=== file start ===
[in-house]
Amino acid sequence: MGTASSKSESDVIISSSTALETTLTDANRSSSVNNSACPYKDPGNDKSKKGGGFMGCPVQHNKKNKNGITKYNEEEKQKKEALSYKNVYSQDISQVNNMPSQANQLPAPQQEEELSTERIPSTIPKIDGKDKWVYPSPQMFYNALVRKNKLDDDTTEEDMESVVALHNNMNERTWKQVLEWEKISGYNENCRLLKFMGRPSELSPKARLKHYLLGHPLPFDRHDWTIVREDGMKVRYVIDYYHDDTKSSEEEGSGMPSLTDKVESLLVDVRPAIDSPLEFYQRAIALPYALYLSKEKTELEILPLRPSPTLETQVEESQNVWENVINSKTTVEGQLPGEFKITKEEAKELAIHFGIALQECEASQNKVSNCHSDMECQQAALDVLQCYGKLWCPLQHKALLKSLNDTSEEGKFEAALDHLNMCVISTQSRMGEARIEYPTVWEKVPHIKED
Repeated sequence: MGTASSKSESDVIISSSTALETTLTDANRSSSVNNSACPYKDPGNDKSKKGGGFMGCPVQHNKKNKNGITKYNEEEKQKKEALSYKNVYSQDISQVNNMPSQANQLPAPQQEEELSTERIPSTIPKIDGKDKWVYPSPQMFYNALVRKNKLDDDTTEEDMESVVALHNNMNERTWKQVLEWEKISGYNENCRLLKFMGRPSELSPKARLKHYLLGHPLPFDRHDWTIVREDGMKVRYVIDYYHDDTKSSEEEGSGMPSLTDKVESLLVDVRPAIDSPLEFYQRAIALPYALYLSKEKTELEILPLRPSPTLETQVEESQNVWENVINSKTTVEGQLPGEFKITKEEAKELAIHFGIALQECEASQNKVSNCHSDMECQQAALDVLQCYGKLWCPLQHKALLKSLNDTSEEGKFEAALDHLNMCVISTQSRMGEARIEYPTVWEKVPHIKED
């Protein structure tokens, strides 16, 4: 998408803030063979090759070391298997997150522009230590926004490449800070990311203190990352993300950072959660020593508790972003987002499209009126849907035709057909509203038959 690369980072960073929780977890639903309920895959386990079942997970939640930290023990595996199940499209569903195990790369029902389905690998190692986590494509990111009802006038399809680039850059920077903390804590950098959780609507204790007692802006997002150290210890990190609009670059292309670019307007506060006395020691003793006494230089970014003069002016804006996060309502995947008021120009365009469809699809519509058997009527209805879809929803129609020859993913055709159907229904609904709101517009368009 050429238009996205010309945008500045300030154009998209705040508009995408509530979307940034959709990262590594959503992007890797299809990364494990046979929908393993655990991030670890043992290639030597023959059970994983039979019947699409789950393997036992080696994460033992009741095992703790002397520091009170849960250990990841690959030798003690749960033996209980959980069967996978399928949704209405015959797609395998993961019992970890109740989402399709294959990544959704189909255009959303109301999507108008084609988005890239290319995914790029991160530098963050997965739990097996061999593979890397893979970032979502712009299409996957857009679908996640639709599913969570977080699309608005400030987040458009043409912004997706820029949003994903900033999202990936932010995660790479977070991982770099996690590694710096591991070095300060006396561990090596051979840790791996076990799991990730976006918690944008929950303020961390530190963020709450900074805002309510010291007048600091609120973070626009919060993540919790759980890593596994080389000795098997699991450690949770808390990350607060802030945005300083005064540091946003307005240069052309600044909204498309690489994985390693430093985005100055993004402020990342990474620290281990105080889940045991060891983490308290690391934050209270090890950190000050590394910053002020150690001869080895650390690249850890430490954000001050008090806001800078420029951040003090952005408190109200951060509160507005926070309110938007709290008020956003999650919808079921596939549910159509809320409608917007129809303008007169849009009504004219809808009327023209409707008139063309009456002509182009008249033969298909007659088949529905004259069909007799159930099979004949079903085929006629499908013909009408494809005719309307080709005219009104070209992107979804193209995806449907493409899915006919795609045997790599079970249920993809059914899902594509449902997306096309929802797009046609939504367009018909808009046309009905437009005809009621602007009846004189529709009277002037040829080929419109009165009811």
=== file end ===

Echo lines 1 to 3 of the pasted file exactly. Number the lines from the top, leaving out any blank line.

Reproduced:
[in-house]
Amino acid sequence: MGTASSKSESDVIISSSTALETTLTDANRSSSVNNSACPYKDPGNDKSKKGGGFMGCPVQHNKKNKNGITKYNEEEKQKKEALSYKNVYSQDISQVNNMPSQANQLPAPQQEEELSTERIPSTIPKIDGKDKWVYPSPQMFYNALVRKNKLDDDTTEEDMESVVALHNNMNERTWKQVLEWEKISGYNENCRLLKFMGRPSELSPKARLKHYLLGHPLPFDRHDWTIVREDGMKVRYVIDYYHDDTKSSEEEGSGMPSLTDKVESLLVDVRPAIDSPLEFYQRAIALPYALYLSKEKTELEILPLRPSPTLETQVEESQNVWENVINSKTTVEGQLPGEFKITKEEAKELAIHFGIALQECEASQNKVSNCHSDMECQQAALDVLQCYGKLWCPLQHKALLKSLNDTSEEGKFEAALDHLNMCVISTQSRMGEARIEYPTVWEKVPHIKED
Repeated sequence: MGTASSKSESDVIISSSTALETTLTDANRSSSVNNSACPYKDPGNDKSKKGGGFMGCPVQHNKKNKNGITKYNEEEKQKKEALSYKNVYSQDISQVNNMPSQANQLPAPQQEEELSTERIPSTIPKIDGKDKWVYPSPQMFYNALVRKNKLDDDTTEEDMESVVALHNNMNERTWKQVLEWEKISGYNENCRLLKFMGRPSELSPKARLKHYLLGHPLPFDRHDWTIVREDGMKVRYVIDYYHDDTKSSEEEGSGMPSLTDKVESLLVDVRPAIDSPLEFYQRAIALPYALYLSKEKTELEILPLRPSPTLETQVEESQNVWENVINSKTTVEGQLPGEFKITKEEAKELAIHFGIALQECEASQNKVSNCHSDMECQQAALDVLQCYGKLWCPLQHKALLKSLNDTSEEGKFEAALDHLNMCVISTQSRMGEARIEYPTVWEKVPHIKED